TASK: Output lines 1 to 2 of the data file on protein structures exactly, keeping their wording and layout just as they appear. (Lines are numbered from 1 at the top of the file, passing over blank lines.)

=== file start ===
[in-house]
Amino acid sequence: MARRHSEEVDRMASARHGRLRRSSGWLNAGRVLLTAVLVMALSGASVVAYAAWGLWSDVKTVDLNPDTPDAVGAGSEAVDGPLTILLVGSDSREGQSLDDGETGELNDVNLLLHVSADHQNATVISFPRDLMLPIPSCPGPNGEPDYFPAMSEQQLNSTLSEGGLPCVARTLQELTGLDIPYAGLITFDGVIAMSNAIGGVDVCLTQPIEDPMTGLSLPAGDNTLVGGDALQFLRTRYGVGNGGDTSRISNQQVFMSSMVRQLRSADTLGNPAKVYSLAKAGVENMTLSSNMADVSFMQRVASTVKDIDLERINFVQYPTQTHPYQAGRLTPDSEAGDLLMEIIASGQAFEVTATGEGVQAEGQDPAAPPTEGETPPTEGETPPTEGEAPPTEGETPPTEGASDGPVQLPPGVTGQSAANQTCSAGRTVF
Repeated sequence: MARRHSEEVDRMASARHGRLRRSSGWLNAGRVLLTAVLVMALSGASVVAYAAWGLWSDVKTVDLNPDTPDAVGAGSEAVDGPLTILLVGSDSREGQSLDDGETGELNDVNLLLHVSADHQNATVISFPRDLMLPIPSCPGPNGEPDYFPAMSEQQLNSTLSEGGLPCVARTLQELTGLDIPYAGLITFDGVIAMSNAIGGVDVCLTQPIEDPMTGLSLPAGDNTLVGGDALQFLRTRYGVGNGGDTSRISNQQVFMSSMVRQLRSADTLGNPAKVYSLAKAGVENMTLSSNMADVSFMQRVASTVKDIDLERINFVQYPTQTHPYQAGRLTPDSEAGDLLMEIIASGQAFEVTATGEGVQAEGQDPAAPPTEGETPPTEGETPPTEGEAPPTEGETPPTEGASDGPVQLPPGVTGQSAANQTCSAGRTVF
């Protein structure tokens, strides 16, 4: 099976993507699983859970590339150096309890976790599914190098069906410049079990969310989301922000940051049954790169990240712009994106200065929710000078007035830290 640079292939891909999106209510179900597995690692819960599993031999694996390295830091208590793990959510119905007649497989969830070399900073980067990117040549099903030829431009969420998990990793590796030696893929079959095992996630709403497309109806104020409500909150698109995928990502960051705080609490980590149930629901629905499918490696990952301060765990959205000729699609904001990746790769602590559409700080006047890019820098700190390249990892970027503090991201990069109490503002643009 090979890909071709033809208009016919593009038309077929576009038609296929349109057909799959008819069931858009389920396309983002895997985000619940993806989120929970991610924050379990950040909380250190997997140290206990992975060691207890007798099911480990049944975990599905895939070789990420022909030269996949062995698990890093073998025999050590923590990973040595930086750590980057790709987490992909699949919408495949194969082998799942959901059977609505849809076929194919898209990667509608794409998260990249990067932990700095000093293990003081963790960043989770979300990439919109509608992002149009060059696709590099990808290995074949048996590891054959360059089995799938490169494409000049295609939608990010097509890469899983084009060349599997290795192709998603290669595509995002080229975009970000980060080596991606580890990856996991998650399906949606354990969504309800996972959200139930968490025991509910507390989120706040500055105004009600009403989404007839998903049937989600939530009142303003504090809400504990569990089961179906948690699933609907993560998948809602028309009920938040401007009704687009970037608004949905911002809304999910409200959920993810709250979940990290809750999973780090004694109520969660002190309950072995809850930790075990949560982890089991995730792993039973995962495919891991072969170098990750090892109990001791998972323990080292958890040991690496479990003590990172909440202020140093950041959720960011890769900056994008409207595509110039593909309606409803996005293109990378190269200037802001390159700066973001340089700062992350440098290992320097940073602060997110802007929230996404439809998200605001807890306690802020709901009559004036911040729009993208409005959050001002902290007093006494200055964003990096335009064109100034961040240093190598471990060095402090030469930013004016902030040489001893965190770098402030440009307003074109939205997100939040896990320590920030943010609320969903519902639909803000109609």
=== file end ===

[in-house]
Amino acid sequence: MARRHSEEVDRMASARHGRLRRSSGWLNAGRVLLTAVLVMALSGASVVAYAAWGLWSDVKTVDLNPDTPDAVGAGSEAVDGPLTILLVGSDSREGQSLDDGETGELNDVNLLLHVSADHQNATVISFPRDLMLPIPSCPGPNGEPDYFPAMSEQQLNSTLSEGGLPCVARTLQELTGLDIPYAGLITFDGVIAMSNAIGGVDVCLTQPIEDPMTGLSLPAGDNTLVGGDALQFLRTRYGVGNGGDTSRISNQQVFMSSMVRQLRSADTLGNPAKVYSLAKAGVENMTLSSNMADVSFMQRVASTVKDIDLERINFVQYPTQTHPYQAGRLTPDSEAGDLLMEIIASGQAFEVTATGEGVQAEGQDPAAPPTEGETPPTEGETPPTEGEAPPTEGETPPTEGASDGPVQLPPGVTGQSAANQTCSAGRTVF